Exploding Head Syndrome: It's a Real Thing

exploding-head-syndrome

When I first heard of “Exploding Head Syndrome”, naturally I was immediately interested. I mean, if there is a syndrome out there where my head is going to explode, it’s time to study up.

So, as it turns out, Exploding Head Syndrome has nothing to do with your head actually exploding. Imagine my relief. But, for many more people than previously expected, Exploding Head Syndrome is very real, and can have a very negative effect on your life.

In a recent study at Washington State University, it was found that a surprisingly high number of college students experience what is known as “Exploding Head Syndrome”.


This is a condition where the person affected gets woken up by loud, sudden, imaginary noises like a bomb being detonated or cymbals crashing. Initially it was thought that this condition only affected people in their 50’s, and it was very rare.  Turns out is pretty common among college students.
Brian Sharpless, a Washington State University assistant professor and director of the university psychology clinic, says that for some students, the condition is so bad that it affects their lives. “Unfortunately for this minority of individuals, no well-articulated or empirically supported treatments are available,” says Sharpless, “and very few clinicians or researchers assess for it.”Researchers think that the reason the condition exists is because of the way your brain shuts down when you sleep. The auditory neurons are one of the last systems to shut down, which makes sense if you’ve ever fallen asleep to the TV or radio. For people with exploding head syndrome, the neurons don’t shut down – they fire all at once. “That’s why you get these crazy-loud noises that you can’t explain, and they’re not actual noises in your environment,” according to Sharpless.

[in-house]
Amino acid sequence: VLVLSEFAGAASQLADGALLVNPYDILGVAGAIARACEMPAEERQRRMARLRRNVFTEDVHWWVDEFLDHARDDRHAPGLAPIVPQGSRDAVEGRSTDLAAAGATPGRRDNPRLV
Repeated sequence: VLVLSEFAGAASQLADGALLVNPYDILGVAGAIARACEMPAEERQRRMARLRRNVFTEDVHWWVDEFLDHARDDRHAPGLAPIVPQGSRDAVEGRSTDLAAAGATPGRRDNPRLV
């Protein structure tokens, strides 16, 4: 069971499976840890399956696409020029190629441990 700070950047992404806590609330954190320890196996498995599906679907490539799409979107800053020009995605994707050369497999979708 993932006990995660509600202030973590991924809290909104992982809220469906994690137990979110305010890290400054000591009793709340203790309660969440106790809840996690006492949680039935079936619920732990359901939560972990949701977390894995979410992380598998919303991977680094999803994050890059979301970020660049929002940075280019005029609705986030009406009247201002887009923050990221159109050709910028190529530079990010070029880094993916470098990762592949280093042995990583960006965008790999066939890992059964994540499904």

Another surprising find of this study is that people who suffered from Exploding Head Syndrome, also suffered from sleep paralysis. Sleep paralysis is terrifying, if you’ve never experienced it.

Basically, you wake up but you can’t move or speak. You’re totally coherent, but you can not move. It usually only lasts a few seconds, but I’m here to tell you – it seems like an eternity. The first time it ever happened to me I thought that I’d had a stroke, or was about to have a kidney harvested from sketchy woman I met at a bar.
Although there are no know treatments for either conditions, a lot of people are unnecessarily medicated under the “sleep condition” umbrella of pharmaceuticals. The real key according to researchers is to get better sleep, relax, and don’t drink before bed. Sharpless even says, “There’s the possibility that just being able to recognize it and not be afraid of it can make it better. ”
I’m pretty sure I’ve had this happen to me at least a few times, and my “explosion” sounds like a door slamming. To be honest, I always just thought it was a ghost. No Kidding. It’s cool to know I am not the only one who experiences weird sleep conditions like this, and if you do too – you are not alone.

You are not weird.
Try a little meditation before bed to get your brain primed to shut down, and focus on getting the best sleep you can, sleep is essential for emotional and physical health.

Related: The Phenomenon of Sleep Paralysis

You might also like

This website uses cookies to improve your experience. We'll assume you're ok with this, but you can opt-out if you wish. Accept Read More